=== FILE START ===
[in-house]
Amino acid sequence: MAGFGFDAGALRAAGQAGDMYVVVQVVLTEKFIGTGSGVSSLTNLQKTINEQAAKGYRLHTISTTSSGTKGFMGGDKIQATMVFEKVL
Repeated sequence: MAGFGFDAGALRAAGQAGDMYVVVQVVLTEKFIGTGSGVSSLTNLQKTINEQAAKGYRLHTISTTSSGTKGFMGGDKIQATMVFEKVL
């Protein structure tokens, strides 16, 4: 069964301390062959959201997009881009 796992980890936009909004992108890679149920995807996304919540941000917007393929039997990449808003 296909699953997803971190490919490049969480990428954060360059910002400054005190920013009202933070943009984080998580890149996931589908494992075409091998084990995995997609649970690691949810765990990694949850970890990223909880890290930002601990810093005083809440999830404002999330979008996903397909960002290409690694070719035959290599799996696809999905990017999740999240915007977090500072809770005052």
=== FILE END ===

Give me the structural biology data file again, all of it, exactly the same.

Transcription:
[in-house]
Amino acid sequence: MAGFGFDAGALRAAGQAGDMYVVVQVVLTEKFIGTGSGVSSLTNLQKTINEQAAKGYRLHTISTTSSGTKGFMGGDKIQATMVFEKVL
Repeated sequence: MAGFGFDAGALRAAGQAGDMYVVVQVVLTEKFIGTGSGVSSLTNLQKTINEQAAKGYRLHTISTTSSGTKGFMGGDKIQATMVFEKVL
């Protein structure tokens, strides 16, 4: 069964301390062959959201997009881009 796992980890936009909004992108890679149920995807996304919540941000917007393929039997990449808003 296909699953997803971190490919490049969480990428954060360059910002400054005190920013009202933070943009984080998580890149996931589908494992075409091998084990995995997609649970690691949810765990990694949850970890990223909880890290930002601990810093005083809440999830404002999330979008996903397909960002290409690694070719035959290599799996696809999905990017999740999240915007977090500072809770005052």